For a Single Haul Cast, an angler would essentially spread their arms while holding the line in their left hand and back casting to the two o’clock position with their right hand. As they then “turn over “ or move the rod into the casting position the left hand will move towards the right hand and let go of the line at the same time. This cast is essential and the “basic” fly cast. You need to know this one.

Double Haul Cast

The Double Haul Cast is essentially the single haul technique but a tug or Haul.  So, after separating your hands on the back cast, immediately bring them back together at the peak of the back cast. Now, in the forward motion you will separate your hands and spread them out like you’re lying about the size of fish you caught, then bring them together. At that point when you feel the line tug forward simply let go. Every pull on the line by the left hand is a Haul. This is why this is a Double Haul cast. Every haul adds line speed, so this cast is especially useful when casting for distance or to better cast into the wind.

Roll Cast

The Roll Cast is arguably the most useful and underrated cast in fly fishing- master this cast. With the line in front of you on the water, lift your rod tip up towards the sky. As you do this motion the fly line will begin to make a bow or loop heading behind you. When the fly line crosses behind the vertical rod and makes a D with the straight part of the D being your rod and the line making up the curved part impart the same forward stroke you would during the overhead cast. The line will follow the loop and lay out in a straight presentation. It is a very simple cast but can be used in a lot of situations.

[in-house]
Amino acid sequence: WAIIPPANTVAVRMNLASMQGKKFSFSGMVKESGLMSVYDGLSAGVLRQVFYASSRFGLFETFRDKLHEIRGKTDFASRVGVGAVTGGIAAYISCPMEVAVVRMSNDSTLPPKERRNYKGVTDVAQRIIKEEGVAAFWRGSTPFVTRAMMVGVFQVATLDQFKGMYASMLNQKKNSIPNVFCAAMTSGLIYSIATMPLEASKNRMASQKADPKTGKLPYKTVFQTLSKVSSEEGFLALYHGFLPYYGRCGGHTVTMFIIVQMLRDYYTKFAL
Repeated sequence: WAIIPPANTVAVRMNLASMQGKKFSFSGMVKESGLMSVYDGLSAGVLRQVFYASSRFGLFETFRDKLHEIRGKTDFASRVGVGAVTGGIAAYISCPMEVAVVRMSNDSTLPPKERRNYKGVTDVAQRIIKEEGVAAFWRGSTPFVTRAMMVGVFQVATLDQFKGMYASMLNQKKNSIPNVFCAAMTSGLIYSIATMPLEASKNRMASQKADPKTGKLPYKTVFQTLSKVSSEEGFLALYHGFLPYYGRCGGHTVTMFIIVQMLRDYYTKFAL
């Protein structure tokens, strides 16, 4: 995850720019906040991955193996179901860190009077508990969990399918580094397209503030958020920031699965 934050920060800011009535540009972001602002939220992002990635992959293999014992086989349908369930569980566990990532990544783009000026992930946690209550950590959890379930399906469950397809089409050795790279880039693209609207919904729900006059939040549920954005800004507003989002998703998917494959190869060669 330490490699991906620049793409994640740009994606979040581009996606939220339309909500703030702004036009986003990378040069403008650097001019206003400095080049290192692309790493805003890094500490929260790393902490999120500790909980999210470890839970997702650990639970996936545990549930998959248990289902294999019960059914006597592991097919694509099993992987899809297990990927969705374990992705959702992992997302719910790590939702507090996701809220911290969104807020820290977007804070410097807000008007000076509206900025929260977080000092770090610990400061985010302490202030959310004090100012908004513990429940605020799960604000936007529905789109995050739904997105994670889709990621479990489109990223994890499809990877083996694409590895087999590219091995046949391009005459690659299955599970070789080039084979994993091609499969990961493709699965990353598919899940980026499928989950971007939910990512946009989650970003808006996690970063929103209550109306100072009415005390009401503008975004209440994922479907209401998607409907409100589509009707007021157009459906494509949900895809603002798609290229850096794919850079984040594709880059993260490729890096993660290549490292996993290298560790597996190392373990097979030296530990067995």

When To Use Each Cast

So, that was the “How,” so now is the “Why”. You would use an Overhead cast for any sort of casting presentation that is at a distance greater than say twenty feet. This is the basic fly fishing cast. When you first pictured yourself fly fishing this is the cast you picture yourself doing. We used this to target cover, breaks, or eddies. This cast is often used to present big flies like Streamers and very small flies like tiny Dry Flies because in either case putting yourself at a greater distance from the fish is beneficial. When in doubt you can most likely use an overhand Single Haul cast to drop the fly where you want it.

The Roll Cast is to fly fishing as the trim hammer is to a tool belt. Precise, accurate, and repeatable. The Roll Cast is used to present Nymphs or Emergers quite a bit. It can be used very effectively at sub-twenty foot distances. Small streams can be picked apart with roll casts from one position. This form of casting is also great for repeating drifts. Remember that often when a trout is in a “Feeding Lie” if that fish moves, generally another will move into that same spot. So if you catch fish number one, number two might be a rinse and repeat away. Roll Casts are also very helpful when there are a lot of overhanging branches and the like around you. This cast happens almost entirely in front of the angler.

Take your rod to some still water and give these a try. Once you feel like you get it right as much as you do it wrong, go find the streams in your area.